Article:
breaches fixed? Past experience suggests the following observations:
o Notification has little impact on end user repair behavior.
o There is no significant difference in terms of repair behavior
between different industries or between business and home users.
o Users' patching behavior follows an exponential decay pattern with
a time constant of approximately 40% per month. Thus, about 40%
of computers tend to be patched very quickly when a patch is
released, and approximately 40% of the remaining vulnerable
computers in each following month will show signs of being
patched. This leaves a few percent still unpatched after 6
months. In the very large population of Internet hosts, this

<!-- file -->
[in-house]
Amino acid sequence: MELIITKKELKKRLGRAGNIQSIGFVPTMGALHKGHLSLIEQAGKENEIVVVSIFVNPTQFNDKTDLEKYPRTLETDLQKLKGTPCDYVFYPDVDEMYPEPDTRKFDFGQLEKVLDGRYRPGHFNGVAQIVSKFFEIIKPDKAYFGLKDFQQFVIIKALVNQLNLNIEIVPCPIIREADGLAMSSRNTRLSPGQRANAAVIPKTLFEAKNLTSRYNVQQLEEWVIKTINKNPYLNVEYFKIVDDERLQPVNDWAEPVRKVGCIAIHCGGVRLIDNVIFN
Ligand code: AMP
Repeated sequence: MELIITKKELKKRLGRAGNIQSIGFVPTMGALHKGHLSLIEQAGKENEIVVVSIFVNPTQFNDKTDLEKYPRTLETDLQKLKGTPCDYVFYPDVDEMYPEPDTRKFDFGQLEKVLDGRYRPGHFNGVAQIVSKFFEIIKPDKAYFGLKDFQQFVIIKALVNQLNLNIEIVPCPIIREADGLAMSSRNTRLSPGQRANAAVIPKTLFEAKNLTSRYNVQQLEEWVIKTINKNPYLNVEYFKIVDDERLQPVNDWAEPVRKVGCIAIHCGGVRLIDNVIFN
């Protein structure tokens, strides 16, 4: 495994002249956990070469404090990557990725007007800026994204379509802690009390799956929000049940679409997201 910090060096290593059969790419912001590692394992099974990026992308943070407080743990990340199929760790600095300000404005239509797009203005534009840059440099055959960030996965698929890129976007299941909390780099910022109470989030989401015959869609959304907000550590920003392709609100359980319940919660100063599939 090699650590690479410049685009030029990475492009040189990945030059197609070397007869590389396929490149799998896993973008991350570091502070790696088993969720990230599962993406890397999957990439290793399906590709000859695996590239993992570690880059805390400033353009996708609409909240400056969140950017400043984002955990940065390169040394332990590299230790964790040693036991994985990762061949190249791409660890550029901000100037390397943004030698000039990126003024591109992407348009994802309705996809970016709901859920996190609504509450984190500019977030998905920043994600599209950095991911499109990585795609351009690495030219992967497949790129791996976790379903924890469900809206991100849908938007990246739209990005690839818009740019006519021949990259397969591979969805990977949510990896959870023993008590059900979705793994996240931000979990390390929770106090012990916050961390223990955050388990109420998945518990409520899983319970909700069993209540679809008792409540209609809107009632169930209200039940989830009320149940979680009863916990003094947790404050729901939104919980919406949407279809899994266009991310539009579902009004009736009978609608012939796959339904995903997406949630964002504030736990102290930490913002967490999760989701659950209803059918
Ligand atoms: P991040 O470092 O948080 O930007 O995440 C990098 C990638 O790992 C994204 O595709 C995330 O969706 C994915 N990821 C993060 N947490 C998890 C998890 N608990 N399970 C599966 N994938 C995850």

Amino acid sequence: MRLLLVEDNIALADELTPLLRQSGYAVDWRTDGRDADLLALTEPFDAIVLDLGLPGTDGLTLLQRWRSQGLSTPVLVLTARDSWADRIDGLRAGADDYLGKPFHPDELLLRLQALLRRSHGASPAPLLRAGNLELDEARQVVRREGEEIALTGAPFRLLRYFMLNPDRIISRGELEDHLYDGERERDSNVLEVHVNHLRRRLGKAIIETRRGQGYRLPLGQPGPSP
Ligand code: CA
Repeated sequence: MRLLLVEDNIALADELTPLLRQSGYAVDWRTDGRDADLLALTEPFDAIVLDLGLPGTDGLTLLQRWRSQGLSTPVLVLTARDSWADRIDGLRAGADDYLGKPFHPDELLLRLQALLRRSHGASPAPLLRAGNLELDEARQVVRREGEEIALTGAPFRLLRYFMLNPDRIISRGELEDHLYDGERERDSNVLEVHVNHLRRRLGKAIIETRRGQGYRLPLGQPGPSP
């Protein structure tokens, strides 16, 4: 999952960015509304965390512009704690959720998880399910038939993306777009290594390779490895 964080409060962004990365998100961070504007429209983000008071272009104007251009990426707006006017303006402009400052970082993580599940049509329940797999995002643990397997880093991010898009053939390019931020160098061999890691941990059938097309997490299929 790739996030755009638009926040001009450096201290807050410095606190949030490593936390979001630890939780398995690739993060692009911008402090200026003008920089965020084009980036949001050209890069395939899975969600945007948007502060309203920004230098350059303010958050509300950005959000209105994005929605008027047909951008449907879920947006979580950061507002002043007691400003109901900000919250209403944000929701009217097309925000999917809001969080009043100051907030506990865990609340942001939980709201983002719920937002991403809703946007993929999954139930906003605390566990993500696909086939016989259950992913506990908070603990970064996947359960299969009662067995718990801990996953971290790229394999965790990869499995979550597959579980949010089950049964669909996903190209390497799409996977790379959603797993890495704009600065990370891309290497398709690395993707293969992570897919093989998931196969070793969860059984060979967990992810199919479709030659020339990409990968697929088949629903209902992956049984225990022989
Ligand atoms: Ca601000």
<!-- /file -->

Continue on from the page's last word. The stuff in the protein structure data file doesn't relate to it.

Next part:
results in a significant number of hosts that will be vulnerable
for the rest of their life.
o There is a general lack of user understanding: after being
compromised, unmanaged computers may get replaced rather than
repaired, and this often results in infections occurring during
the installation process on the replacement.
3.3. Enterprise Networks: Perspective from a Large Enterprise
The operators of one big enterprise network reported their experience
regarding unwanted traffic to the workshop. Enterprises perceive
many forms of bad traffic including worms, malware, spam, spyware,
Instant Messaging (IM), peer-to-peer (P2P) traffic, and DoS.
Compared to backbone and access providers, enterprise network
operators are more willing to investigate security breaches, although
they may hesitate to pay a high price for security solutions. False
positives are very costly. Most operators prefer false negatives to
false positives. In general, enterprises prefer prevention solutions
to detection solutions.
Deliberately created unwanted traffic (as opposed to unwanted traffic